Friday, June 12, 2015

Allocation Adventures 1: The DataComponent

When sketching out a new low level system I always start with the data layout, because that's the most important part. And I do that with two main goals:

  1. Make sure that memory is laid out and accessed linearly.
  2. Minimize the number of individual memory allocations.

The importance of the first goal should be obvious to anybody who has been following the data-oriented design movement. Modern CPUs are often memory bound. Writing cache friendly code is paramount. Etc.

The advantages of the second goal are less obvious.

Too some extent, it goes hand-in-hand with the first. For the cache to work efficiently you need to avoid pointer chasing, which naturally leads to fewer allocations. But there are other advantages as well.

Data with fewer individual allocations puts less pressure on the memory system. It gives you less fragmentation, more control over memory usage, allocation patterns that are easier to profile and optimize, etc.

It also makes the data easier to move and copy, since it requires less pointer patching, which let's you do lots of cool tricks with it. In general, it's just neater.

For static data, such as resources loaded from disk, both these goals can be easily achieved, by using the blob method.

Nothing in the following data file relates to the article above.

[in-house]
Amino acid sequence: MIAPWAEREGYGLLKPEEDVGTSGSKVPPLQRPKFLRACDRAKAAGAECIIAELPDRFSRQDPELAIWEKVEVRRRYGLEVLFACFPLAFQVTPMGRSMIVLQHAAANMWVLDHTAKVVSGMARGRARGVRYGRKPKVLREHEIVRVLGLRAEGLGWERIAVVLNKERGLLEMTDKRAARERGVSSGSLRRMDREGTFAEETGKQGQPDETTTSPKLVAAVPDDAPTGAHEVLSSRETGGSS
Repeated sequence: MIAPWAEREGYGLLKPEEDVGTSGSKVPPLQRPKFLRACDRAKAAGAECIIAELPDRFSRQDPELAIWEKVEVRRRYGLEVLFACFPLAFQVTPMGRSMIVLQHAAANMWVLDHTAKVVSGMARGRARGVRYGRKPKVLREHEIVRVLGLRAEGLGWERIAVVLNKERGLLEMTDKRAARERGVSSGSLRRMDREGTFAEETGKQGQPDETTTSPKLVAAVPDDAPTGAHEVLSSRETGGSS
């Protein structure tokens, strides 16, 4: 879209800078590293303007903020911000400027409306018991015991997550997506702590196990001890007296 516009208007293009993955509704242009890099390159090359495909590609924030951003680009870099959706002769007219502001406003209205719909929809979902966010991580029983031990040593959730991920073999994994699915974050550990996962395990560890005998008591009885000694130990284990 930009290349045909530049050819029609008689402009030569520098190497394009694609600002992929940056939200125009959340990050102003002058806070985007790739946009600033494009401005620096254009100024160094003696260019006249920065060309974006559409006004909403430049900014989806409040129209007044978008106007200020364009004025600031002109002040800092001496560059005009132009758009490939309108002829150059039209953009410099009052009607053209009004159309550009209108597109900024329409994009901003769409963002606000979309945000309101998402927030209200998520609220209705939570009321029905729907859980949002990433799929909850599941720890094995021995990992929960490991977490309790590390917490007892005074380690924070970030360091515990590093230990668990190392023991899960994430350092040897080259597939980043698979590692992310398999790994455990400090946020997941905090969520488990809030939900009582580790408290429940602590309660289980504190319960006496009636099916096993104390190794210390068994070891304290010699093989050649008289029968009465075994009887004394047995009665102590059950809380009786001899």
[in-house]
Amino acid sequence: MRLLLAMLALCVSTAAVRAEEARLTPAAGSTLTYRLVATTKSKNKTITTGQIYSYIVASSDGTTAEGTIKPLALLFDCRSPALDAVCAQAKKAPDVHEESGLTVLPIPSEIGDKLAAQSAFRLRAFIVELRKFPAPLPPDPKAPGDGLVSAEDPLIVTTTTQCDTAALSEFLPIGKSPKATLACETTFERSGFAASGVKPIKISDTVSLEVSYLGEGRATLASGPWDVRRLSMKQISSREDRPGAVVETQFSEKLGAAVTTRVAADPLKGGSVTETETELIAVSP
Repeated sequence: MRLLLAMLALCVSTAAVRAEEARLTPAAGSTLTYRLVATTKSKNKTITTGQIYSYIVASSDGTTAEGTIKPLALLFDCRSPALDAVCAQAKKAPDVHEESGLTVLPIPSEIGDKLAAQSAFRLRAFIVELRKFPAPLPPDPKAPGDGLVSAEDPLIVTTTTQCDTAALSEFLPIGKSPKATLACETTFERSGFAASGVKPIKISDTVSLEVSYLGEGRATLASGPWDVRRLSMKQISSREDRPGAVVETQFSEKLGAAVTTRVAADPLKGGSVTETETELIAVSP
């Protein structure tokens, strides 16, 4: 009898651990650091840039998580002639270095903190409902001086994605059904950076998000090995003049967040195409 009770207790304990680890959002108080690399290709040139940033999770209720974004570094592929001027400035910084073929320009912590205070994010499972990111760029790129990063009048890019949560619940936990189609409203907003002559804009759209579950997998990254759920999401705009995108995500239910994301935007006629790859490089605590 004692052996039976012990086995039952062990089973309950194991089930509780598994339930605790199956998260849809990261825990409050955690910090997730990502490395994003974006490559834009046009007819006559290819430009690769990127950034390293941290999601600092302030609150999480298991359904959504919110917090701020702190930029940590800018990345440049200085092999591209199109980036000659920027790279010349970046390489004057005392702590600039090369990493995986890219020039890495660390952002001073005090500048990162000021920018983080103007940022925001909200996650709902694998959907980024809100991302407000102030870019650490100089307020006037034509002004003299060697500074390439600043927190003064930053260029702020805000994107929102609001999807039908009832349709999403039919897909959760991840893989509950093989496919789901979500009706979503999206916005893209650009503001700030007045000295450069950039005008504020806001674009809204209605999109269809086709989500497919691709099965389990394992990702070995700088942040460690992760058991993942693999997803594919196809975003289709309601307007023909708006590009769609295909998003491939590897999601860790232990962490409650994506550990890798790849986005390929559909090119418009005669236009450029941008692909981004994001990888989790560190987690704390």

For dynamic data, things get trickier. If you just use STL as you are told to, you end up with scary stuff like std::map< std::string, std::vector<std::string> > where the cache and memory usage is all over the place.

So let's try and see how we can escape that monster's lair by looking at a component and improving it step-by-step until we get to something nicer.

Introducing the DataComponent

The DataComponent is a part of our entity system that is used to store small amounts of arbitrary dynamic data for an entity. For example, it can be used to store a character sheet:

name = "The One"
stats = {
    health = 100
    mana = 200
}
status_effects = {
    drunk = true
    delirious = true
}

As data format we use a restricted form of JSON where the only allowed values are:

  • booleans
  • floats
  • strings
  • objects
  • arrays of numbers

Note that arbitrary arrays are not allowed. Arrays can only be lists of numbers, i.e. [0 0.5 0.5 0.7]. If you want to have sets of other items, you need to use an object with unique values (possibly GUIDs) as the keys.

The reason for these restrictions is that we want to make sure that all operations on the data merge in simple and well-defined ways. This makes it easier to use the data in collaborative workflows.

Strings and float arrays are regarded as monolithic with respect to merging. This means that all data operations can be reduced to setting object keys, which makes them easy to reason about.